“This release includes some bugfixes, security fixes and improvements since& OpenELEC-4.0.5 . Besides the usual bugfixes and package updates we fixed boot issues on some AMD mainboards, added support for some more Intel, AR3k and ATH6k Bluetooth and WLAN devices, updated Kernel to 3.14.8 and updated the RaspberryPi firmware to include the last fixes and features. OpenELEC-4.0.6 is now the next stable release, which is a bugfix and securityfix release of the OpenELEC-4.0 series,” said the developers on the official website.

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Neptune 4.0 Release with new homepage

Filed under
GNU
Linux

Grab this new version from our new Neptune Homepage.

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Android TV hands-on: Google makes a new play for the living room

Filed under
Android
Linux
Google

Google hasn't exactly been successful at taking over the living room — Chromecast aside, its previous efforts have failed to capture much consumer interest. However, during the I/O 2014 keynote today, the company showed that it is ready to start fresh with Android TV. It's a new platform that combines live TV via your cable box or even an over-the-air antenna along with Android apps and services like Google Play to offer up a more simplified way to get content to your TV than the older Google TV model.

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Linus Torvalds to developers: Make it personal

Filed under
GNU
Linux
Interviews

"It's not that Linux was new from a technical standpoint. It was new because it was done differently," says Linus Torvalds in his interview with the IEEE Computer Society. "Linux made it clear how well open source works, not just from a technical standpoint, but also from a business, commercial, and community standpoint."

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The OpenStack and Linux developer communities compared

Filed under
Linux

The kernel has roughly twice as fast of a release cycle as OpenStack. In the kernel's case, there are roughly 2-3 month release cycles containing a two week merge period with six to ten week of stabilization work. OpenStack's cycle is six months, made up by a four week planning window, 14 weeks of code merger, and six weeks dedicated to stabilization. The result? Faster releases for the kernel, but perhaps less significant changes per release.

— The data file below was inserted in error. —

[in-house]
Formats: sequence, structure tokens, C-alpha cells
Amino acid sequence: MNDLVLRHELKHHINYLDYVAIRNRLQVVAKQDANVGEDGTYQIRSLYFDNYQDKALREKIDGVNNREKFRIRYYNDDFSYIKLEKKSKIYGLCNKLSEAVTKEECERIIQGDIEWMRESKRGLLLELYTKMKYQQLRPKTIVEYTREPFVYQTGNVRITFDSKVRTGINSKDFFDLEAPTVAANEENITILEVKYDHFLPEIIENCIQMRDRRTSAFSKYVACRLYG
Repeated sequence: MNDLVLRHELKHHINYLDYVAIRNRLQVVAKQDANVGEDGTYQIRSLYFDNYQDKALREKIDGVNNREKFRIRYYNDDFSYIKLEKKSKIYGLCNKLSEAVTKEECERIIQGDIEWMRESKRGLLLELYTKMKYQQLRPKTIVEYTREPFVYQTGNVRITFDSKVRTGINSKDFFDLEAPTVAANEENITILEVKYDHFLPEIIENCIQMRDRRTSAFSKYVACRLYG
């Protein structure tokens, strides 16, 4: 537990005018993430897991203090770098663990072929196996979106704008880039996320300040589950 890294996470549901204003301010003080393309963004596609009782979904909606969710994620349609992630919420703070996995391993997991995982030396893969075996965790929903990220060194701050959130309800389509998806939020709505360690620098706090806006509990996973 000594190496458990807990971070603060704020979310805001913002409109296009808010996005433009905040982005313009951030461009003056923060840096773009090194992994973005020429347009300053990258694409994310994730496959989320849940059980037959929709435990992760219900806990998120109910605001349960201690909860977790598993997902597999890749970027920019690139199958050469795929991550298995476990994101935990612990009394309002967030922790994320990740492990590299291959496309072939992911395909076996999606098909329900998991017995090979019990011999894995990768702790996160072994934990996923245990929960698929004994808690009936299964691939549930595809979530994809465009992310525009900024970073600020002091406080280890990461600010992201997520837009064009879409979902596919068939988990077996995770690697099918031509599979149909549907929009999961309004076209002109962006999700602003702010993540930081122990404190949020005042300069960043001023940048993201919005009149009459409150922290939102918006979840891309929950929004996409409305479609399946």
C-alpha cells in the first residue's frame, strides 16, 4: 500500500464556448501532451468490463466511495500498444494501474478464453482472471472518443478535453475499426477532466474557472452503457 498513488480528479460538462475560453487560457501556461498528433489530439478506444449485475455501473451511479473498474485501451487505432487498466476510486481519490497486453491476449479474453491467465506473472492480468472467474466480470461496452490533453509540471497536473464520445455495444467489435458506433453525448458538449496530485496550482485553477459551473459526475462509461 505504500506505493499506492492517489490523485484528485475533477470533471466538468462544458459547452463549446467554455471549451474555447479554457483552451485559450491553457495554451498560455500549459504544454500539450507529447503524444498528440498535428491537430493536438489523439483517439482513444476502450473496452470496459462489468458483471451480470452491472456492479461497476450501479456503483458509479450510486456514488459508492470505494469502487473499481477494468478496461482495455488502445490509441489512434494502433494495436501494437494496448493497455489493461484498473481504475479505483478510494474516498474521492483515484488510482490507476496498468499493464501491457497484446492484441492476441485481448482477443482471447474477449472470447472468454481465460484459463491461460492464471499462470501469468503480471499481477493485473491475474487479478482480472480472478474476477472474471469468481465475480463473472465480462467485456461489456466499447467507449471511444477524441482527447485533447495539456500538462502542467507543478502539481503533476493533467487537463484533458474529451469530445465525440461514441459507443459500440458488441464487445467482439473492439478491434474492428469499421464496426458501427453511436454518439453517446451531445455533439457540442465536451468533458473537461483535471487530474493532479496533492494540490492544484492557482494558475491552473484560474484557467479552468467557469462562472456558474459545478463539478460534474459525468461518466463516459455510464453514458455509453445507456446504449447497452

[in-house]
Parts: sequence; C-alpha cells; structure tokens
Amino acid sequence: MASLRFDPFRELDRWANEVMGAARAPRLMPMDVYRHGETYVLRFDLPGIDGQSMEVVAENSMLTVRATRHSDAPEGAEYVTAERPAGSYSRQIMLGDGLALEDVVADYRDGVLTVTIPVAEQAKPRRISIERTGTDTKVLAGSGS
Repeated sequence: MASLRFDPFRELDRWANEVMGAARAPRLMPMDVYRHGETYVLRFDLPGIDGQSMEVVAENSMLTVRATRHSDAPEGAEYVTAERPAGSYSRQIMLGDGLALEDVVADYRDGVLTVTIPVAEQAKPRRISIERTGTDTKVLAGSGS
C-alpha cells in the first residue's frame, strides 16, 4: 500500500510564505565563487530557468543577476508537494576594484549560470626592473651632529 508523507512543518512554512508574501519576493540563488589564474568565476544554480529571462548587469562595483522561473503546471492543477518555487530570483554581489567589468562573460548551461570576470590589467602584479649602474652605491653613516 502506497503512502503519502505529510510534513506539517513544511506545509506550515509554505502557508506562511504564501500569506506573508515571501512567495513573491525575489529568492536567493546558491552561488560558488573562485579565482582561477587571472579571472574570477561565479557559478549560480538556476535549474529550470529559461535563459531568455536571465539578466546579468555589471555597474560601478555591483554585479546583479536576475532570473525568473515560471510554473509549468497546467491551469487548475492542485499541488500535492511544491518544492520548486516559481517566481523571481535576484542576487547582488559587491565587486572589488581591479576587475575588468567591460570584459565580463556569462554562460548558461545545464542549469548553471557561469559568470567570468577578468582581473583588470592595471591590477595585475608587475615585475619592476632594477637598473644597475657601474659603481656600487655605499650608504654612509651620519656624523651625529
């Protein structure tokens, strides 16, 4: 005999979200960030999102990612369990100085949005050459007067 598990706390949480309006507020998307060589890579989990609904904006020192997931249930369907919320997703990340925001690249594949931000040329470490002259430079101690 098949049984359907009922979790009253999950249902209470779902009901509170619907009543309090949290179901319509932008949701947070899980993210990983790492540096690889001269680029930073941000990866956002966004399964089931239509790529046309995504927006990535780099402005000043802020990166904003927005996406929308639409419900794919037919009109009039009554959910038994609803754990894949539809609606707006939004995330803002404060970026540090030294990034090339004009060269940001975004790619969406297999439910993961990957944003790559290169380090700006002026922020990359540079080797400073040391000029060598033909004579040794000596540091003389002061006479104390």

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Linux 3.16: Deadline I/O Scheduler Generally Leads With A SSD

Filed under
Graphics/Benchmarks
Linux

There's been numerous requests lately for more disk I/O scheduler benchmarks on Phoronix of the Linux kernel and its various scheduler options. Given that there's routinely just speculation and miscommunication by individuals over the best scheduler for HDDs/SSDs, here's some fresh benchmarks for reference using the Linux 3.16 kernel.

This early Linux 3.16 testing was just some simple and straight-forward tests I got done with a spare system I maintained access to while in Russia. Once returning to the US this week and then settling into the new Phoronix office I'll run some more Linux 3.16 benchmarks using the latest Git snapshot at the time and use both hard drives and solid-state drives.

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Automation controller taps Raspberry Pi Compute Module

Filed under
Linux
Hardware

Techbase has designed a Raspberry Pi Compute Module into a Linux-based “ModBerry” automation computer backed by an “iMod” cloud platform for remote control.

The computer-on-module version of the Raspberry Pi Compute Module, which began shipping this week, was anticipated by many, but perhaps nowhere so acutely as in Poland. First, we heard about A Sherlybox private cloud storage device based on the module from Polish startup Sher.ly, and now Gdansk-based industrial computer manufacturer Techbase has opened pre-orders for an automation computer called the ModBerry 500 based on the COM.